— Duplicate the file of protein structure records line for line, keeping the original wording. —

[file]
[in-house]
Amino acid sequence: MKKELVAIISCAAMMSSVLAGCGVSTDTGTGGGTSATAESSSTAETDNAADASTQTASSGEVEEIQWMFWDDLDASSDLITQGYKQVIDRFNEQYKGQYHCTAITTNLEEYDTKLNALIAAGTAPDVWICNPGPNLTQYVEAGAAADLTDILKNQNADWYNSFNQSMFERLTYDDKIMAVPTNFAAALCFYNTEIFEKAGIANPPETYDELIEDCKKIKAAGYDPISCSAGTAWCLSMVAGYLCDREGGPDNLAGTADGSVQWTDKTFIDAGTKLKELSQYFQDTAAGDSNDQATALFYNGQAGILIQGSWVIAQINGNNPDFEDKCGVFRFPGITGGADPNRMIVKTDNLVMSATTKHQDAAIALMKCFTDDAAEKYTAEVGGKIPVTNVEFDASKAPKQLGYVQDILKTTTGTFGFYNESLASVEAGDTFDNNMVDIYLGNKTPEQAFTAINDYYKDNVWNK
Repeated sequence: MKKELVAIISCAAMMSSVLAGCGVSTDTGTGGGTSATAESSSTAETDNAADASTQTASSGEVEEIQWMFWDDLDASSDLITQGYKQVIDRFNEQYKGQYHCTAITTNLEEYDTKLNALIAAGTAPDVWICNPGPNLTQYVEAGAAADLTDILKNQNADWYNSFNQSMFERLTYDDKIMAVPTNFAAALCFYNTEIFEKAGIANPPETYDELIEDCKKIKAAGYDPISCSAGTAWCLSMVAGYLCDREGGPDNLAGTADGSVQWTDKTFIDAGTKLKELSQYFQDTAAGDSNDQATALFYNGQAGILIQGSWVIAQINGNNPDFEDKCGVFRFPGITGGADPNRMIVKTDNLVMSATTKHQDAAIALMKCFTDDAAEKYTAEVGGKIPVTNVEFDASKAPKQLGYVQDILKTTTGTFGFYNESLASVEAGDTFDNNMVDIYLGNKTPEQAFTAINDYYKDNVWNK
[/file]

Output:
[in-house]
Amino acid sequence: MKKELVAIISCAAMMSSVLAGCGVSTDTGTGGGTSATAESSSTAETDNAADASTQTASSGEVEEIQWMFWDDLDASSDLITQGYKQVIDRFNEQYKGQYHCTAITTNLEEYDTKLNALIAAGTAPDVWICNPGPNLTQYVEAGAAADLTDILKNQNADWYNSFNQSMFERLTYDDKIMAVPTNFAAALCFYNTEIFEKAGIANPPETYDELIEDCKKIKAAGYDPISCSAGTAWCLSMVAGYLCDREGGPDNLAGTADGSVQWTDKTFIDAGTKLKELSQYFQDTAAGDSNDQATALFYNGQAGILIQGSWVIAQINGNNPDFEDKCGVFRFPGITGGADPNRMIVKTDNLVMSATTKHQDAAIALMKCFTDDAAEKYTAEVGGKIPVTNVEFDASKAPKQLGYVQDILKTTTGTFGFYNESLASVEAGDTFDNNMVDIYLGNKTPEQAFTAINDYYKDNVWNK
Repeated sequence: MKKELVAIISCAAMMSSVLAGCGVSTDTGTGGGTSATAESSSTAETDNAADASTQTASSGEVEEIQWMFWDDLDASSDLITQGYKQVIDRFNEQYKGQYHCTAITTNLEEYDTKLNALIAAGTAPDVWICNPGPNLTQYVEAGAAADLTDILKNQNADWYNSFNQSMFERLTYDDKIMAVPTNFAAALCFYNTEIFEKAGIANPPETYDELIEDCKKIKAAGYDPISCSAGTAWCLSMVAGYLCDREGGPDNLAGTADGSVQWTDKTFIDAGTKLKELSQYFQDTAAGDSNDQATALFYNGQAGILIQGSWVIAQINGNNPDFEDKCGVFRFPGITGGADPNRMIVKTDNLVMSATTKHQDAAIALMKCFTDDAAEKYTAEVGGKIPVTNVEFDASKAPKQLGYVQDILKTTTGTFGFYNESLASVEAGDTFDNNMVDIYLGNKTPEQAFTAINDYYKDNVWNK